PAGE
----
So, just as the Tundra is Toyota's second chance to build a winning truck, this is our second chance to review the Tundra in the configuration it was meant to be reviewed in - with the V8.
Inside & Out
On the inside, the Tundra upholds Toyota's tradition of fine fit, finish and ergonomics.
The Tundra has the best overall interior of any truck we have tested. The quality and feel of the materials seems a notch higher than most of the materials used in the other full-size trucks. At highway speeds or on surface streets you only hear minimal road noise penetrating from outside the cab.
Sitting inside the Tundra is like sitting in a tall Camry with a bed and almost as roomy. The instrument panel is car-like, the seating very supportive and interior roomy enough to accommodate up to 5 passengers.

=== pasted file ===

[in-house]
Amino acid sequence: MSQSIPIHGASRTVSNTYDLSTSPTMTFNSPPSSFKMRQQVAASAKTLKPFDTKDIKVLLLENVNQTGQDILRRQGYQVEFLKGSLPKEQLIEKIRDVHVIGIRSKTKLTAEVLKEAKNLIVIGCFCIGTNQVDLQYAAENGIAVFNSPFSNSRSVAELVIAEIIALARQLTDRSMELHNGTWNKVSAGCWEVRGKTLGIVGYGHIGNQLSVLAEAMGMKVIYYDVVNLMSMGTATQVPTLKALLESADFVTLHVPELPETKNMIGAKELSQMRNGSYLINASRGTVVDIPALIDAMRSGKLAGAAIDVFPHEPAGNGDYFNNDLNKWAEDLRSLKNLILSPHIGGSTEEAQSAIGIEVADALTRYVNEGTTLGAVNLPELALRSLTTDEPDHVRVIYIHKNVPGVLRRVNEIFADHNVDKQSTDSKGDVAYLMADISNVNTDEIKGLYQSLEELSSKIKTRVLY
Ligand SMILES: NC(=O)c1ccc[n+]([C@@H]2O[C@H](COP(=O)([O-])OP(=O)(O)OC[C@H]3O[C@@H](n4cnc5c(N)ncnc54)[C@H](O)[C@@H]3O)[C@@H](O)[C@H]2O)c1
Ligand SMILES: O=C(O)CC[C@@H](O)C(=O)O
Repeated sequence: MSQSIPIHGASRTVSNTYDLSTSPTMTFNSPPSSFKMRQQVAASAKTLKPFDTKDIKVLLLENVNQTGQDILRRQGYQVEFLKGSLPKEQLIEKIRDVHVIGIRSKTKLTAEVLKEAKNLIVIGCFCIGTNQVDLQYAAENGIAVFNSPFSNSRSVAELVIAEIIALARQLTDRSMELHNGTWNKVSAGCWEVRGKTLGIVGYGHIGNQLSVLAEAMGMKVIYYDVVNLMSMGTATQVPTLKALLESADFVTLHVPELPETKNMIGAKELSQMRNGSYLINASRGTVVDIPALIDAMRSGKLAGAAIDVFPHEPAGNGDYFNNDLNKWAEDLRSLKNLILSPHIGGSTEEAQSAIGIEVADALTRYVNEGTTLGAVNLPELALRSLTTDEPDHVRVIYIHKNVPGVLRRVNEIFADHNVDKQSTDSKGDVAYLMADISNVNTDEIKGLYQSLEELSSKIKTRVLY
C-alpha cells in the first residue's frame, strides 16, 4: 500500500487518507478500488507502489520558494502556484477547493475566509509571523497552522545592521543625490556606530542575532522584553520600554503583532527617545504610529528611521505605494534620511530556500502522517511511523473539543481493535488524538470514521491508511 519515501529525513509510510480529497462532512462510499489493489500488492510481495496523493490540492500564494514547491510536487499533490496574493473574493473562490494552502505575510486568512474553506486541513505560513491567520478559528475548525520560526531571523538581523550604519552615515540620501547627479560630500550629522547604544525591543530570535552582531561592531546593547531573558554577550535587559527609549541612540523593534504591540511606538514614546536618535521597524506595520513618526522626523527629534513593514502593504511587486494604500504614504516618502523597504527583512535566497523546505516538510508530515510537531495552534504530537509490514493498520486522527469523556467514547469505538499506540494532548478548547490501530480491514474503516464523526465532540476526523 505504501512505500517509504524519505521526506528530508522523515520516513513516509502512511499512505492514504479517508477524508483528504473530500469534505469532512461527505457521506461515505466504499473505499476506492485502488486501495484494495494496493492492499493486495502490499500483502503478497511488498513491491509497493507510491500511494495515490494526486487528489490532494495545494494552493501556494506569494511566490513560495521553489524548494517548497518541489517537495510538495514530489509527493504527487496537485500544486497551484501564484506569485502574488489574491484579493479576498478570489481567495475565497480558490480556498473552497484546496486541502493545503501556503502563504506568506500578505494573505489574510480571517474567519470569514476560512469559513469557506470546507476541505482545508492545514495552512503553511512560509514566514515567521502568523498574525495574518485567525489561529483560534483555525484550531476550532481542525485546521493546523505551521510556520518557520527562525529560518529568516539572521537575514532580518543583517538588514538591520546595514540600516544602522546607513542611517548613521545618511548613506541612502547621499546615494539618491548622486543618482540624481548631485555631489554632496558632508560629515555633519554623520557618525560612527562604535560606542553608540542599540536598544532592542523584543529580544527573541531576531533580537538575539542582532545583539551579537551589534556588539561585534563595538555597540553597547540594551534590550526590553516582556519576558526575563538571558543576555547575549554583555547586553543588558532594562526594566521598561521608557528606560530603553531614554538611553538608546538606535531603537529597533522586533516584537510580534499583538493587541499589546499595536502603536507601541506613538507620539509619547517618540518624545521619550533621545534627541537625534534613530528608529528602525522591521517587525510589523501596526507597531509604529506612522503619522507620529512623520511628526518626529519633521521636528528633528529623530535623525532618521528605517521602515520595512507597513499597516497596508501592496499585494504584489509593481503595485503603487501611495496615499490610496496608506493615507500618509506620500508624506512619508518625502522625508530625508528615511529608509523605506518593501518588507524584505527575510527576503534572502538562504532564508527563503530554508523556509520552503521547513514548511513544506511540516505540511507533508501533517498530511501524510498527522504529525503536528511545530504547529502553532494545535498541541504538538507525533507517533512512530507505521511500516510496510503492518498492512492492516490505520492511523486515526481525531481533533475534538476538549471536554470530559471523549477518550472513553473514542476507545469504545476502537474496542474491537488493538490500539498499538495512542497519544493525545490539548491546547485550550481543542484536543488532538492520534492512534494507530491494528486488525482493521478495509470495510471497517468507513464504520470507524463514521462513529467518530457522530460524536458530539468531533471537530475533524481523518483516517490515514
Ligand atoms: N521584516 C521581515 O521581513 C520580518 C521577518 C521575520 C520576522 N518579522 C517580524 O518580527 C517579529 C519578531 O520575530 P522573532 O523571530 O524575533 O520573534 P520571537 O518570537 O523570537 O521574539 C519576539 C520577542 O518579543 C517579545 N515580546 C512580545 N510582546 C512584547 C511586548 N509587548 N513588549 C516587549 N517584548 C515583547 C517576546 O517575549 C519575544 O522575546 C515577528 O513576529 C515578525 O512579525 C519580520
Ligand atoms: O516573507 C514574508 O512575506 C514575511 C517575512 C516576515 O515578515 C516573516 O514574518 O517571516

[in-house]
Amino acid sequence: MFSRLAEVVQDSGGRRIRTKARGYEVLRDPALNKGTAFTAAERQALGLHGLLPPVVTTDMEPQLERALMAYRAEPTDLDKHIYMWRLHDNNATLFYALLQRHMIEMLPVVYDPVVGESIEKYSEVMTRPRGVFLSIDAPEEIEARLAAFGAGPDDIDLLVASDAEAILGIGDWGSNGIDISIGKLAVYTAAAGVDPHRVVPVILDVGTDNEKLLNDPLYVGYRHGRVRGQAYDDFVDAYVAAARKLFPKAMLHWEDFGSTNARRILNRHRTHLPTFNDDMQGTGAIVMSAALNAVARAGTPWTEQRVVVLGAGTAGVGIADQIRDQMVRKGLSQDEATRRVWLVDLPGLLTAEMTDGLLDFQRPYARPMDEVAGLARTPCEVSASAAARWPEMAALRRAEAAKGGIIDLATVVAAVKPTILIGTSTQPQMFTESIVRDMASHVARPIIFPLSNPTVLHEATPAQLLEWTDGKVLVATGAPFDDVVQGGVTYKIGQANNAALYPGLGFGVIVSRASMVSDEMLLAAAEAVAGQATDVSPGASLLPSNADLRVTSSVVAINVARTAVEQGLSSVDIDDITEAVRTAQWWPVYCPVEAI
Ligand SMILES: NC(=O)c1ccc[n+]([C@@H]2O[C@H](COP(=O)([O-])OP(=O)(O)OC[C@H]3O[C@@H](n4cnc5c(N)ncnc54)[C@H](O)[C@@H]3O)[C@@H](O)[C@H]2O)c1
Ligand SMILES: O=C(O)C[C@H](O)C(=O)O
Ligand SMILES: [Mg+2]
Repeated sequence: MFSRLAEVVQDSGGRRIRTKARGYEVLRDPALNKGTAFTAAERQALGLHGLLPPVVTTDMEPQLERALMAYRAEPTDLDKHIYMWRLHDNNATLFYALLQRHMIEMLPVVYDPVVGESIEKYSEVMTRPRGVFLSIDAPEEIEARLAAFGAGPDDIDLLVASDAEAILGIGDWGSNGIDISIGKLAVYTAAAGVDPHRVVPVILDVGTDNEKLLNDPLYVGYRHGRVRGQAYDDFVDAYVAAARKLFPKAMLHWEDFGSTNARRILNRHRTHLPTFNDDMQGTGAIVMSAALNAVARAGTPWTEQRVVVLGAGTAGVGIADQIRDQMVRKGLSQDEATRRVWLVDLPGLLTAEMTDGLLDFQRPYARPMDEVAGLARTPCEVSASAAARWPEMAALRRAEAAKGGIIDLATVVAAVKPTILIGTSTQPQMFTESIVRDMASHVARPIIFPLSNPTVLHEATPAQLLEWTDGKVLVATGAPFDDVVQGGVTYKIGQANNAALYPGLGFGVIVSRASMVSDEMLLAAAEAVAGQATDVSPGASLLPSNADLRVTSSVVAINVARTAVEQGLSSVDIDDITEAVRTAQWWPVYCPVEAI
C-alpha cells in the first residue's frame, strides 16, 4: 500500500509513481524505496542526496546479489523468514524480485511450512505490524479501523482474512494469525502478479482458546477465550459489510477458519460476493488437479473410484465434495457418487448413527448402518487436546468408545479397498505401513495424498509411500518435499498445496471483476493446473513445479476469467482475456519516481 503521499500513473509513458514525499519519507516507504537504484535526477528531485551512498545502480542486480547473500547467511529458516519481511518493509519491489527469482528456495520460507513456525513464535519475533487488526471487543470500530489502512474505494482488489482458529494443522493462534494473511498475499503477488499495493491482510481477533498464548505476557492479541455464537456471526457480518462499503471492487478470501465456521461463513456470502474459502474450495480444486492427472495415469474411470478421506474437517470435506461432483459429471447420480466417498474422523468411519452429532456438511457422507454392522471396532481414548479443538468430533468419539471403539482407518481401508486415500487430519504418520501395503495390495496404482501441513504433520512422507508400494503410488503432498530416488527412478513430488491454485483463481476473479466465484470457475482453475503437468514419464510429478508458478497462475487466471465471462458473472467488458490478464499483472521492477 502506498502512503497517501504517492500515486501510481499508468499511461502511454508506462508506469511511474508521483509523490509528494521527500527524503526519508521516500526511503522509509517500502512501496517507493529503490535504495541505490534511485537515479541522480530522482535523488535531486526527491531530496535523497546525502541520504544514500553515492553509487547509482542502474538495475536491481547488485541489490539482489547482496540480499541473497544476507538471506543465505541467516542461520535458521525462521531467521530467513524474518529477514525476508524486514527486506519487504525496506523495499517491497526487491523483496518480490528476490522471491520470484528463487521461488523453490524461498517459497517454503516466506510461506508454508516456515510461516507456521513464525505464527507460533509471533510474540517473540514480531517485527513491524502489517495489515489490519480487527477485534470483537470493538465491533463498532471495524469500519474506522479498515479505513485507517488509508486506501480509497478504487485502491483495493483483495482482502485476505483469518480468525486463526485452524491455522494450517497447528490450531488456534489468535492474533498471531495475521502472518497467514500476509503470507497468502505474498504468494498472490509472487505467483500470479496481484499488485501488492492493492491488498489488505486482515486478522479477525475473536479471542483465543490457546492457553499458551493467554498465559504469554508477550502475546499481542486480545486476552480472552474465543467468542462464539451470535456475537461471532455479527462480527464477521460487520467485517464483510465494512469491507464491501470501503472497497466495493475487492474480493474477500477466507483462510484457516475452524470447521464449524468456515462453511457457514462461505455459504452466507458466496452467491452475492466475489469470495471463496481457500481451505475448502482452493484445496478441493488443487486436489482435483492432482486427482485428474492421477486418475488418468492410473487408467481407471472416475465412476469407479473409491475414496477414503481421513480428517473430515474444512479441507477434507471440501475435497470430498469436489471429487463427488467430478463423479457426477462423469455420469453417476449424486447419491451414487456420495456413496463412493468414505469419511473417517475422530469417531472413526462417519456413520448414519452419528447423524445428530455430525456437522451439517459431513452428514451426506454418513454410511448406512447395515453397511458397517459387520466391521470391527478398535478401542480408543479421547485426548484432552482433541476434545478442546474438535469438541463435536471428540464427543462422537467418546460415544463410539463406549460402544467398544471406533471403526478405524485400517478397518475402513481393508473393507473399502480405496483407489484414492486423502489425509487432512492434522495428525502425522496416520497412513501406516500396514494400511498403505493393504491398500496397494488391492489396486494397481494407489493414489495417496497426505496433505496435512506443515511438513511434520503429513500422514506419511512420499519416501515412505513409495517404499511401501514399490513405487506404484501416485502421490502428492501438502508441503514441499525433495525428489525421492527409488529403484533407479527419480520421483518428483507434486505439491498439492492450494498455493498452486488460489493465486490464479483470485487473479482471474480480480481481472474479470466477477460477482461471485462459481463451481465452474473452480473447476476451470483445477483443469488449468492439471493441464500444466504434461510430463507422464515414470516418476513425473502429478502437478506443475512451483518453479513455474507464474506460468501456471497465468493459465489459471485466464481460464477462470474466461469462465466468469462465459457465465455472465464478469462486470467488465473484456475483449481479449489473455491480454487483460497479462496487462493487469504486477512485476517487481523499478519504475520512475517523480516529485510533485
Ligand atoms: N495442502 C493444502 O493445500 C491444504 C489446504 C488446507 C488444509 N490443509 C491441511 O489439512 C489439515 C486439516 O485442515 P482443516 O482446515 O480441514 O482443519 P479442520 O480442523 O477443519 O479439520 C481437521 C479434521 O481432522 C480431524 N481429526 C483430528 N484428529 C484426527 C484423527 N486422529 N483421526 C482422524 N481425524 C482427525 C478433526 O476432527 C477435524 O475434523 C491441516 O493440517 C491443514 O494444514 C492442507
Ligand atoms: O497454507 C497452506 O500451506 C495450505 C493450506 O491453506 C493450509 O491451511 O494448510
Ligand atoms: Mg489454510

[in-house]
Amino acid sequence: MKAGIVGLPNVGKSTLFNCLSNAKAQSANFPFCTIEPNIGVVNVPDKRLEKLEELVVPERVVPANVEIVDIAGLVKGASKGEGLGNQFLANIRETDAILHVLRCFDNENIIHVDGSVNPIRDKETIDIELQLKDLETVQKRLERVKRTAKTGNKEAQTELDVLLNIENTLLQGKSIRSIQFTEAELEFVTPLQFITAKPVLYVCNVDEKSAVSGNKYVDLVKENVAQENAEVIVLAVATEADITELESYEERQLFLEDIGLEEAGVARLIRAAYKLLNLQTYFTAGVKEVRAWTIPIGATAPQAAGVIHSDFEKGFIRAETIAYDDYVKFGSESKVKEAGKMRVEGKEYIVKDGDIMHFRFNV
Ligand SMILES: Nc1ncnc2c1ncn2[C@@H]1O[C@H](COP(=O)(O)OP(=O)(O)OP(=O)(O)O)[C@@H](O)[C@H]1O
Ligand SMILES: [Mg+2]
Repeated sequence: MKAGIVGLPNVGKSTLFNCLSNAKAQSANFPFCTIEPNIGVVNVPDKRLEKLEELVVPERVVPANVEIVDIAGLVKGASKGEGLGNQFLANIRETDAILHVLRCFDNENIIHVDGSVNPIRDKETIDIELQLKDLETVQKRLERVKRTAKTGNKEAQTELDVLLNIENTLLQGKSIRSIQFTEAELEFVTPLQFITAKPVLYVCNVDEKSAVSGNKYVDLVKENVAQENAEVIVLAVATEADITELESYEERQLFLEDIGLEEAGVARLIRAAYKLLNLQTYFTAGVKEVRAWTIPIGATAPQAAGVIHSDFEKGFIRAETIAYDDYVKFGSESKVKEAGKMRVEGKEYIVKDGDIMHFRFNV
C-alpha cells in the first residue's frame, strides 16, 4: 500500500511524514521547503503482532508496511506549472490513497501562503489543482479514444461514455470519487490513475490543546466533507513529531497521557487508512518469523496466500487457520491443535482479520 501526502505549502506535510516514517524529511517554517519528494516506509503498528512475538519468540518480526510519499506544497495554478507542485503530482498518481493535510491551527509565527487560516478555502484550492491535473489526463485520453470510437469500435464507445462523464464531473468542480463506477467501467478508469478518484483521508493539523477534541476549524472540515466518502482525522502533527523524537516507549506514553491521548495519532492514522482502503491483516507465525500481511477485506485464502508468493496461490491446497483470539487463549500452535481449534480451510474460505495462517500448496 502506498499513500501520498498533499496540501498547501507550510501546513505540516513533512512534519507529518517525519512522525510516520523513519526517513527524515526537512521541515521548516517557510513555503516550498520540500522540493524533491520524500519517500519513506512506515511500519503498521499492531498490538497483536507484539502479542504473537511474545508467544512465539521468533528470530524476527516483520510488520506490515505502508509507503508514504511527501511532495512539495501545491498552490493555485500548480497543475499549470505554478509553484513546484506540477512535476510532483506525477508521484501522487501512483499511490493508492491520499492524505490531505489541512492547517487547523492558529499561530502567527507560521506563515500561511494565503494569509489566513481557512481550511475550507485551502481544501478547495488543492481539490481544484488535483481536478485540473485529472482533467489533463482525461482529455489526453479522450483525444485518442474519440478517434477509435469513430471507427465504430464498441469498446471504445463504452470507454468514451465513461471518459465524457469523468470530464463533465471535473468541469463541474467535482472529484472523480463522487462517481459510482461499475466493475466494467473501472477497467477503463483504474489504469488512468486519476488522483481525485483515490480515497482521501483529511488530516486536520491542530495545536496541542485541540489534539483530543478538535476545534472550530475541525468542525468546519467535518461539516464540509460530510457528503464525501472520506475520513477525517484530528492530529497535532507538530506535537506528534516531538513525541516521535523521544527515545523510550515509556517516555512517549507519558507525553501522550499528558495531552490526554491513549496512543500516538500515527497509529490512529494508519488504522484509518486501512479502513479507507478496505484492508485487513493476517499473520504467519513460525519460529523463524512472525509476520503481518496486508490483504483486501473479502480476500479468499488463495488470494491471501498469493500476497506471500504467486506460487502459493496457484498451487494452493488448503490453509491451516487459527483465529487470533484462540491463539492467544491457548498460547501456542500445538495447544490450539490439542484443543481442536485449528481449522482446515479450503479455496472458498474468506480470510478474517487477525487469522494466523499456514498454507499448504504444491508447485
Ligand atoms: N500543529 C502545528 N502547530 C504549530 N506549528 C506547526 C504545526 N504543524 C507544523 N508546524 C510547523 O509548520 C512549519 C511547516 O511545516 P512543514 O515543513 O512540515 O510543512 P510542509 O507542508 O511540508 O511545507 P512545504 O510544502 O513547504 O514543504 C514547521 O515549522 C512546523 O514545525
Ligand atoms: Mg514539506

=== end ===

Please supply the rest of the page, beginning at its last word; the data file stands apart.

The Tundra's dashboard is well laid out. The tachometer and speedometer occupy the most room and are flanked by four smaller gauges including the oil and water temp, battery voltage and fuel level.
The radio and HVAC controls are clustered together in the middle of the dash and wrapped in a warm wood trim. Two 12-volt power outlets are located underneath the radio and HVAC for your cell phone or laptop computer.
Well worth the $200 option price is the premium, 3-in-1 AM/FM, cassette and 6-CD in-dash player. The premium stereo option also comes with 6 speakers. Sound quality was excellent in the Tundra.